Published October 28, 2013
In a recent interview, Carl Icahn essentially threatened Apple (AAPL) chief executive Tim Cook and the tech giant’s board with a possible proxy battle if they fail to launch a $150 billion stock buyback – far and away the biggest in history – that’s sure to net the activist investor a sizeable fortune.
If you’re in any way curious how one guy – one investor who owns just 0.5% of the most valuable technology company on planet Earth – has the stones to do that sort of thing and get away with it, allow me to explain.
There’s a very good reason why activist investors and hedge fund managers wield the kind of leverage they do, and it has everything to do with the way companies are run these days. Here are five simple questions every CEO and board should ask themselves – and answer as honestly as I do here.
1. Are most public companies well run? Lots of companies are well run, lots of companies are poorly run, and there’s everything in between. I’d say the quality of executive leadership follows a typical Gaussian distribution curve, meaning there’s plenty of room for improvement.
2. Are most public boards of directors effective at corporate governance and acting in the best interest of shareholders? If you call rubber-stamping everything that’s put in front of them “effective,” sure. Otherwise, no, probably not. Again, lots of exposure out there.
3. Do institutional investors care? Not really. Most have a three-pronged strategy to deal with this sort of thing: Diversify, Diversify and Diversify. Big banks and mutual funds own much of corporate America and they make money no matter what.
4. Do retail investors like you and me feel like they’re getting the shaft? Pretty much. Indeed, we are.
5. Does that create a mammoth opportunity for hedge fund managers and activist investors like Carl Icahn to rally the troops, threaten proxy wars, and get industry giants to do their bidding? Absolutely.
As Phil Robertson likes to say on Duck Dynasty, “Now we’re cooking with peanut oil.”
You see, it’s all too easy to write off folks like Icahn as greedy, self-interested money managers who are only out for short-term gains that don’t benefit the companies they invest in one bit.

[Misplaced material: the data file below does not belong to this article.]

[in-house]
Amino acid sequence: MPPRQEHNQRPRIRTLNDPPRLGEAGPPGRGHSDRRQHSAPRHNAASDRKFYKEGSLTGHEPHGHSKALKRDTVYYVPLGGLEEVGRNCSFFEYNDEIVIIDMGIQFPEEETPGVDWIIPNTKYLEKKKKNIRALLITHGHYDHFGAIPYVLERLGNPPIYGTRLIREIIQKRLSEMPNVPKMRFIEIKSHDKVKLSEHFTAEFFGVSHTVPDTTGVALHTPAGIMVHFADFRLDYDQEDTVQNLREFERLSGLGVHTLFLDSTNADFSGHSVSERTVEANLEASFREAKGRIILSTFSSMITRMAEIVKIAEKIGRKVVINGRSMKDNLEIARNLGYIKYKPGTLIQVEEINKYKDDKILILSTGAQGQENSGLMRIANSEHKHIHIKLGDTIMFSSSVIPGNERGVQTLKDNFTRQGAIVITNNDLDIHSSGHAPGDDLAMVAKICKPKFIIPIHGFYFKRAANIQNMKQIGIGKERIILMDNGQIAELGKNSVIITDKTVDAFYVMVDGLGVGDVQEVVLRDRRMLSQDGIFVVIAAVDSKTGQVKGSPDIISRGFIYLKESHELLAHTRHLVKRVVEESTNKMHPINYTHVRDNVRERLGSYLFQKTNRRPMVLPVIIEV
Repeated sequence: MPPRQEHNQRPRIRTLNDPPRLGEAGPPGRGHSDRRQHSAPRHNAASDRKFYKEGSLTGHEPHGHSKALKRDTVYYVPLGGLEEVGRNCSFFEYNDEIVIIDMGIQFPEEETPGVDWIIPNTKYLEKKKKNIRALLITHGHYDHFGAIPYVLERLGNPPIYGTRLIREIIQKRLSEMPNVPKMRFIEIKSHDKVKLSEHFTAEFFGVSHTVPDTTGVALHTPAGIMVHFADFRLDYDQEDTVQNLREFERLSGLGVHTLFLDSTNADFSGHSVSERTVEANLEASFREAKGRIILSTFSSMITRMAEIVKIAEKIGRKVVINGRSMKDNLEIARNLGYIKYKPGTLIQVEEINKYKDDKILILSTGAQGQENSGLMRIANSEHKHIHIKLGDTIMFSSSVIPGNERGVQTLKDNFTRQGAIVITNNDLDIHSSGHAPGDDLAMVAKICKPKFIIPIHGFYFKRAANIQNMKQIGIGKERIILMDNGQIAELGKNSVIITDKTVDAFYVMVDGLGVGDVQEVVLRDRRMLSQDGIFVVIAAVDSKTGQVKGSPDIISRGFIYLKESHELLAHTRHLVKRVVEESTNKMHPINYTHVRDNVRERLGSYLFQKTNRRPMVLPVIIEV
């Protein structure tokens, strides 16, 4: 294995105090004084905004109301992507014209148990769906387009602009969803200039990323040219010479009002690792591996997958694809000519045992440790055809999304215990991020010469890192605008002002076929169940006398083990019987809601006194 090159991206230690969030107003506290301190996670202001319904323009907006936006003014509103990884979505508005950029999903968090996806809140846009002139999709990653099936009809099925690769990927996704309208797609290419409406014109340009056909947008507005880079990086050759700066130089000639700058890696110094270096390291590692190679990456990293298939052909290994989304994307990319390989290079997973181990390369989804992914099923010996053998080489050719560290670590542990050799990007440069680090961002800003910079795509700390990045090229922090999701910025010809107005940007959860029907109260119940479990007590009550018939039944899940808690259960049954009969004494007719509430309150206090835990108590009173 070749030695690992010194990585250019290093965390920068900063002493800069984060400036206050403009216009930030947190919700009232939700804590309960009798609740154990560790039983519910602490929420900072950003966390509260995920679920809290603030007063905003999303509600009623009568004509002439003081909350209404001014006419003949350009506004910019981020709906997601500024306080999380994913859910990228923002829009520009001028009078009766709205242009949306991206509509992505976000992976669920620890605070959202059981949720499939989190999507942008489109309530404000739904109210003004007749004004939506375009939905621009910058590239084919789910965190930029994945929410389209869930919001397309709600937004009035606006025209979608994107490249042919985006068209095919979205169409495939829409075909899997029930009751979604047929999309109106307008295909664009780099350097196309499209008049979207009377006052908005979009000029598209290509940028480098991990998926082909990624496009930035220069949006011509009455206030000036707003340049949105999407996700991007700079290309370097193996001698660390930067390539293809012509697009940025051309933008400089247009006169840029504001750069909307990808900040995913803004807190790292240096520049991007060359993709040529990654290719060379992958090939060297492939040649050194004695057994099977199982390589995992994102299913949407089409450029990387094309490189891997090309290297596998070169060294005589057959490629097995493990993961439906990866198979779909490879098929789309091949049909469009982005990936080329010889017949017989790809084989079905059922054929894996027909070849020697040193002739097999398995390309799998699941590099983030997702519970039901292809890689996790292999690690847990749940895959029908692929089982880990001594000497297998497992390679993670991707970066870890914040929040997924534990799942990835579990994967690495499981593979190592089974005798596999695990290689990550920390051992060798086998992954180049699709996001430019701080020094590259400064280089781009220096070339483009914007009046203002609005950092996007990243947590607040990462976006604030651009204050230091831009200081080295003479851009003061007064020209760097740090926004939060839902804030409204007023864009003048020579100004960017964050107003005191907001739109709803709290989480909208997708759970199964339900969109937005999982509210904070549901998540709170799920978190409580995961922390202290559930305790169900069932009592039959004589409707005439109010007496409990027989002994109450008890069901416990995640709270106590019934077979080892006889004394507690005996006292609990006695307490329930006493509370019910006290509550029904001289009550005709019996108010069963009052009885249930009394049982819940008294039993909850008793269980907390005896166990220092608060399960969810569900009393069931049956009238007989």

I wish that were true. I wish companies were so well run that guys like Icahn couldn’t take a position in the company, meet with the CEO, tell him exactly what he needs to do to be better at his job and benefit shareholders, and actually be right.
That’s not the case with Apple – and we’ll get to that in a second – but it has been true of many of Icahn’s past investments. Motorola and Yahoo (YHOO) come immediately to mind. Icahn was dead-on in his assessment that former CEOs Ed Zander and Jerry Yang and their respective boards weren’t cutting it, or something to that effect.
While I do find Icahn’s latest incarnation as the Robin Hood or King Arthur of shareholder rights (pick your medieval metaphor) fighting the tyranny of bad corporate leaders to be more than a little over the top, the truth is that lots of CEOs and boards could use a little shaking up. And some need more than a little.
Granted, Icahn’s goals are certainly not as altruistic as his new website declares (in all caps, no less): “THE SHAREHOLDERS’ SQUARE TABLE (SST) IS A PLATFORM FROM WHICH WE CAN UNITE AND FIGHT FOR OUR RIGHTS AS SHAREHOLDERS AND STEER TOWARDS THE GOALS OF REAL CORPORATE DEMOCRACY.”
Corporate democracy? Please.
But, in many cases, he is filling a need. That’s many, not all. Take Apple for example. Icahn said himself that he has no problem with the way Cook and his management team are running the company. He just thinks the board lacks the financial acumen to realize that borrowing $150 billion so he can line his pockets with greenbacks is a no brainer.
Not only is it not a no-brainer, it is, in my opinion, a spectacularly bad idea for three very good reasons I’m sure Tim Cook understands:
1. That’s a scary amount of debt to carry around on a balance sheet, even if it is Apple’s balance sheet. And while the company does have the cash to back it up, the vast majority of it – $100 billion or so – is tied up in offshore accounts that Apple can’t repatriate without getting hit with a prohibitively large tax burden.
2. While Apple may be the biggest, baddest company in the high-tech jungle, that can change in a heartbeat. The industry is notoriously fast-paced and volatile. Just 15 years ago Apple was nearly bankrupt. One product cycle miss and the subsequent drop in market share and profit margins would make your head spin.
3. Since Icahn admits that Cook and company are doing a great job running the show, the last thing you want to do is distract them from the mammoth task of innovating, developing, making, and marketing the world’s most exciting products and services against brutal competitors like Google (GOOG) and Samsung. All so shareholders can get a short-term pop that won’t benefit the company’s long-term competitive position one bit.
Bottom line: The $60 billion share repurchase that Apple already has in the works sounds just about right to me. Going one penny higher introduces unnecessary risk with no long-term strategic benefit. It’s as simple as that.
The truth is that Carl Icahn is a monster of corporate America’s own creation, and a formidable one, at that. To that extent, mediocre or dysfunctional executives with their rubber-stamping boards and out-of-control pay packages should be on notice, and that’s a good thing.
But well-run companies like Apple should not and cannot give in to what amounts to corporate extortion. To do so would not be in the best interest of their shareholders. Granted, the threat of a proxy battle is an unwanted distraction, but in the case of Apple, I seriously doubt if it would come to that because, on this one, the company has it right.